Among their many advantages, Falcons can access challenging airports where competitors are unable to operate or can operate only with limited range. For example, all in-production Falcons are approved for operation at London City Airport – one of the world’s most restricted airports. Falcons are also exceptionally sturdy -a strong selling point in Africa, where the average age of business aircraft is higher than elsewhere.

These features have enabled Dassault to capture a commanding 33% share of the African market and a quarter of the large cabin segment. The popularity of the Falcon line is not limited to the business community: government users operate 30% of the Falcons on the continent.

Falcon sales and deliveries are led by the 5,950 nautical mile range Falcon 7X, the most flexible and popular of the large cabin business jets. Dassault recently celebrated the rollout of the 250th 7X – the fastest any Falcon jet has ever reached this milestone. The 7X is currently being certified to operate at Daocheng Yading airport in China’s Sichuan province, the world’s highest commercial airfield. Earlier this year the airplane set a new Mach 0.88 cruise speed record between Teterboro, New Jersey, near New York, and London City.

The newly introduced very large cabin Falcon 5X and ultra long range Falcon 8X are expected to further boost African demand. The twin-engine 5X will feature the highest and widest cabin in business aviation. The 6,450 nm 8X, an extended version of the 7X featuring an unparalleled selection of cabin configurations will enable customers to fly non-stop from Cape Town to London or Johannesburg to Moscow while benefiting from the outstanding operating economy and flexibility offered by the 7X.

Distributed by APO (African Press Organization) on behalf of Dassault Falcon.

Notes for Editors

Dassault Falcon (http://www.dassaultfalcon.com) is the recognized global brand for Dassault business jets which are designed, manufactured and supported by Dassault Aviation and Dassault Falcon Jet Corp.

About Dassault Aviation

Dassault Aviation (http://www.dassault-aviation.com) is a leading aerospace company with a presence in over 80 countries across five continents. It produces the Rafale fighter jet as well as the complete line of Falcons. The company employs a workforce of over 11,000 and has assembly and production plants in both France and the United States and service facilities around the globe. Since the rollout of the first Falcon 20 in 1963, over 2,250 Falcon jets have been delivered. Dassault offers a range of six business jets from the twin-engine 3,350 nm large-cabin Falcon 2000S to its new flagship, the tri-engine 6,450 nm ultra-long-range Falcon 8X.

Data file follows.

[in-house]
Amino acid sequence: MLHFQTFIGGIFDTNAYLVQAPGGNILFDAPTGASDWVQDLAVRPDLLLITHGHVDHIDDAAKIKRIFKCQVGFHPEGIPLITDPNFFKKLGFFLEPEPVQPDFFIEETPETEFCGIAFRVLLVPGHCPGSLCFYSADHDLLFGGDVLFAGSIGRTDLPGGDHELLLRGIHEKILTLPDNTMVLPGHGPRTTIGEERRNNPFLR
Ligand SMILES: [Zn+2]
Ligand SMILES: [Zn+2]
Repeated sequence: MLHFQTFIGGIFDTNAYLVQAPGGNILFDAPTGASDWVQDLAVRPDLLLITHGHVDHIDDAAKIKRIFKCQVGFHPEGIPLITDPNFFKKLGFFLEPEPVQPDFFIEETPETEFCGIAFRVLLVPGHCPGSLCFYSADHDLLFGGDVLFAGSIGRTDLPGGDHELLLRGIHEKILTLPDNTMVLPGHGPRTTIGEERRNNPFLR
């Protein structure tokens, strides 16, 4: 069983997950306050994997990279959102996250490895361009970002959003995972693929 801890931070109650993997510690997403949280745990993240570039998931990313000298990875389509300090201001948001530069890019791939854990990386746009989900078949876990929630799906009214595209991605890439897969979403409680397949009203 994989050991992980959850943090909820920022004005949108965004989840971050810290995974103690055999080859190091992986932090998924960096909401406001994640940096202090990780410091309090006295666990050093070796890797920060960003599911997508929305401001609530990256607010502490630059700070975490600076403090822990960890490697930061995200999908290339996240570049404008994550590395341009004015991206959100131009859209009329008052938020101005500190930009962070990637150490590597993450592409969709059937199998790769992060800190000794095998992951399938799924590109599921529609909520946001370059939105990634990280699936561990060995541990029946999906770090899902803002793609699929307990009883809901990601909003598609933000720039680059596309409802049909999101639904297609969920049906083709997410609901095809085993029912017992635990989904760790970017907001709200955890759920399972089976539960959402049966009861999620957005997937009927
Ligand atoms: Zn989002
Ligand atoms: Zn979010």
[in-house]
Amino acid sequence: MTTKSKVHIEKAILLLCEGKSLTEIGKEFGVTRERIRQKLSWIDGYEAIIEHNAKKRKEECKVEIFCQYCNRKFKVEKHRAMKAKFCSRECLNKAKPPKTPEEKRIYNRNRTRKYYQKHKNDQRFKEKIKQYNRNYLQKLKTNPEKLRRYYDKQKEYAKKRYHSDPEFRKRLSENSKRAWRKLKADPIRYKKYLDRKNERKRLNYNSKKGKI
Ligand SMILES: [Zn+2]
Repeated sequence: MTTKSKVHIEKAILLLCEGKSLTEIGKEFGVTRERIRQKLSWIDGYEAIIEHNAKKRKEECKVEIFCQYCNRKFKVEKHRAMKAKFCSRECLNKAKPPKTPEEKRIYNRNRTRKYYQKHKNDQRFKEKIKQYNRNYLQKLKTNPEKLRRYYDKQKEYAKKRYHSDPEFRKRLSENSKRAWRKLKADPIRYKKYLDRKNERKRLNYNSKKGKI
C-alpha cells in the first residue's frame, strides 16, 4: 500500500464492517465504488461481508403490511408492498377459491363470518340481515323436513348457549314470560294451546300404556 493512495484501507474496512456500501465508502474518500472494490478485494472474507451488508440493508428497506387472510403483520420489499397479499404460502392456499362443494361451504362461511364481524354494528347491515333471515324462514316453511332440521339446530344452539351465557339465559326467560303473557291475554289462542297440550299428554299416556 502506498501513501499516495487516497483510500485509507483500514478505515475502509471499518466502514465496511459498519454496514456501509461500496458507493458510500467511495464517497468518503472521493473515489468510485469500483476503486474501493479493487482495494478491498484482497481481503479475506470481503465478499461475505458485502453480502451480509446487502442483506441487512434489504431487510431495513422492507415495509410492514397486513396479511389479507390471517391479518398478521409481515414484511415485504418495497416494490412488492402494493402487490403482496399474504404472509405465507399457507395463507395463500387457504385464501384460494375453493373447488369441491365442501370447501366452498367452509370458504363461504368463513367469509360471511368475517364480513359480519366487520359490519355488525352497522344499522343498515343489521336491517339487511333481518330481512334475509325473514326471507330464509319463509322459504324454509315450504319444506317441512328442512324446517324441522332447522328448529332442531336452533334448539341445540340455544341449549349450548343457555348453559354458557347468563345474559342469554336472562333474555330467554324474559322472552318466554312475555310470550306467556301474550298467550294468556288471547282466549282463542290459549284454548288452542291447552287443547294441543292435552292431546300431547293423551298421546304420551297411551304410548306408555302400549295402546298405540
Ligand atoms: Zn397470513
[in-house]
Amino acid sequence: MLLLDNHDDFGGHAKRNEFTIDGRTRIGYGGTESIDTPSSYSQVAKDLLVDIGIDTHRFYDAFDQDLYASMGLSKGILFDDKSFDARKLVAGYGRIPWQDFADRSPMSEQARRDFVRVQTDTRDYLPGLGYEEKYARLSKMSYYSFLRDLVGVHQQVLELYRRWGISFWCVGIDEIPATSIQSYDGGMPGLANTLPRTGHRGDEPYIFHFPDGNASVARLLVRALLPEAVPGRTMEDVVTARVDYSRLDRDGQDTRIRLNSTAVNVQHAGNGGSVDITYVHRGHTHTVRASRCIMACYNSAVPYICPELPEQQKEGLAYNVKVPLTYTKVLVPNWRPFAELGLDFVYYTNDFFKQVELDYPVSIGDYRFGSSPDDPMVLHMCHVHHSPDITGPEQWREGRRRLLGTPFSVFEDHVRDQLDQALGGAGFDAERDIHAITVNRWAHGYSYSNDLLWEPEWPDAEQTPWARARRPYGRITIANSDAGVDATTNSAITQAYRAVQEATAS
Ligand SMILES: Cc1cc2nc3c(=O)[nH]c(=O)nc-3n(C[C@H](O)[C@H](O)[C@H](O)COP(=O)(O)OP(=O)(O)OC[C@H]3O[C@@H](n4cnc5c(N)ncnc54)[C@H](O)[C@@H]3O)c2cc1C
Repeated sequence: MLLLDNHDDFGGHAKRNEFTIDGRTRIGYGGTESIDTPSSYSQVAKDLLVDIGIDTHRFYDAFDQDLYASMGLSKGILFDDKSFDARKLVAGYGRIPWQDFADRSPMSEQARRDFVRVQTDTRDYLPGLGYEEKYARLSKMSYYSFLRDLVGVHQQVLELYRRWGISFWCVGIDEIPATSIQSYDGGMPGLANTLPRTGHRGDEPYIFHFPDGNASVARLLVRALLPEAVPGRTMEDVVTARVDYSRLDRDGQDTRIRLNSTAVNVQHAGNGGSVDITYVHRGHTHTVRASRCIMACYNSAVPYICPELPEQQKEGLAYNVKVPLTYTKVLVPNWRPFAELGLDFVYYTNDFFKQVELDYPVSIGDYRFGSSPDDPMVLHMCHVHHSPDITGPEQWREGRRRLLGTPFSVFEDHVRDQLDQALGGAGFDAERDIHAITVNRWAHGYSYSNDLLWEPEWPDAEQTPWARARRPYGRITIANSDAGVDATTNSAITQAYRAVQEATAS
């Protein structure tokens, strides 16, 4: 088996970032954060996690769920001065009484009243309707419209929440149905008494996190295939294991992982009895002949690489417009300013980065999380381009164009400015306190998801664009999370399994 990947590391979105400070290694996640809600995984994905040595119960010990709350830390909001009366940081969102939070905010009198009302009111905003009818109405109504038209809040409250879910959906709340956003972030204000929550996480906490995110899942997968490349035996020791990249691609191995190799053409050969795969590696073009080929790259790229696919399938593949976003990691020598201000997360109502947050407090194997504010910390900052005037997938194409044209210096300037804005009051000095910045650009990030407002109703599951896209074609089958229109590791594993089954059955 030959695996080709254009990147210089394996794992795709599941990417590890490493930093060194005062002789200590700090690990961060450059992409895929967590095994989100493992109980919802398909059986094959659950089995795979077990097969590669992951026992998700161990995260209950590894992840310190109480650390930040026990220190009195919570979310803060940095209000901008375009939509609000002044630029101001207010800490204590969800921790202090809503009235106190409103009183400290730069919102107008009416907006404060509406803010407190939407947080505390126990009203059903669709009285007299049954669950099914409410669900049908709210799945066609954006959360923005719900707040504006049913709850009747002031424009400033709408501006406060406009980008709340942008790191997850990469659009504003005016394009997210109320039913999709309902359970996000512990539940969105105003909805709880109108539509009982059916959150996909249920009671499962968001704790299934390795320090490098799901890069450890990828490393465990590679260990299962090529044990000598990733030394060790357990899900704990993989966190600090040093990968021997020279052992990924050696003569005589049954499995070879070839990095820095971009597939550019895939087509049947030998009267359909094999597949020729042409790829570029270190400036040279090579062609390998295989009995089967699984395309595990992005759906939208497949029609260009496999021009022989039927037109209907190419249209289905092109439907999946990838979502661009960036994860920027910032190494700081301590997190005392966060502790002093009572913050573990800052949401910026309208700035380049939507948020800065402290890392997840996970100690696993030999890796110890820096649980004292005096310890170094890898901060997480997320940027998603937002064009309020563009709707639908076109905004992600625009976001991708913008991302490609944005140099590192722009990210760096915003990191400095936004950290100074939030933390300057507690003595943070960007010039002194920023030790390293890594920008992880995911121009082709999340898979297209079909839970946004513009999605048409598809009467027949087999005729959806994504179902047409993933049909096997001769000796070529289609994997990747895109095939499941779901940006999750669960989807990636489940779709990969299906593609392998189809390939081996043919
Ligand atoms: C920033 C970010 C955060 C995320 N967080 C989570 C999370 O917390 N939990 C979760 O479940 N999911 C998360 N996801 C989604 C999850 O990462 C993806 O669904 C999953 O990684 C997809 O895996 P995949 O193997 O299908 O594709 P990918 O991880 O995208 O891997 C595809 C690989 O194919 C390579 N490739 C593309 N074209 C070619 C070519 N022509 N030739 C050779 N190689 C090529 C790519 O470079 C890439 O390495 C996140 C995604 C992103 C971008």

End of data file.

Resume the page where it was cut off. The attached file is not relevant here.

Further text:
About Dassault Falcon Jet

Dassault Falcon Jet Corp. is a wholly owned U.S. subsidiary of Dassault Aviation, France. Dassault Falcon Jet markets and supports the Falcon family of business jets throughout North America, South America and the Pacific Rim countries of Asia, including the People’s Republic of China.

Press Contacts

Dassault Aviation (Saint-Cloud, France)

Vadim Feldzer Tel. +33 1 47 11 44 13

vadim.feldzer@dassault-aviation.com

Marie-Alexandrine Fouillard Tel. +33 1 47 11 64 23

marie-alexandrine.fouillard@dassault-aviation.com

Dassault Falcon Jet (Teterboro Airport, USA)

Andrew Ponzoni Tel. +1 201 541 45 88

andrew.ponzoni@falconjet.com

Grant Kielczewski Tel. +1 201 541 46 79

grant.kielczewski@falconjet.com

Follow us on Twitter: @DassaultFalcon

Photos

Copy and paste the link into your browser to access the high resolution photos: http://www.falconphotogallery.com

For more information about Dassault Falcon business jets, visit: http://www.dassaultfalcon.com

Sep 162014
 

ROME, Italy, September 16, 2014/African Press Organization (APO)/ — About 805 million people in the world, or one in nine, suffer from hunger, according to a new UN report released today.

The State of Food Insecurity in the World (SOFI 2014) confirmed a positive trend which has seen the number of hungry people decline globally by more than 100 million over the last decade and by more than 200 million since 1990-92. The report is published annually by the Food and Agriculture Organization (FAO), the International Fund for Agricultural Development (IFAD) and the World Food Programme (WFP).

The overall trend in hunger reduction in developing countries means that the Millennium Development Goal (MDG) of halving the proportion of undernourished people by 2015 is within reach, “if appropriate and immediate efforts are stepped up,” the report said. To date, 63 developing countries have reached the MDG target, and six more are on track to reach it by 2015.

“This is proof that we can win the war against hunger and should inspire countries to move forward, with the assistance of the international community as needed,” the heads of FAO, IFAD and WFP, José Graziano da Silva, Kanayo F. Nwanze and Ertharin Cousin, wrote in their foreword to the report.

They stressed that “accelerated, substantial and sustainable hunger reduction is possible with the requisite political commitment,” and that “this has to be well informed by sound understanding of national challenges, relevant policy options, broad participation and lessons from other experiences.”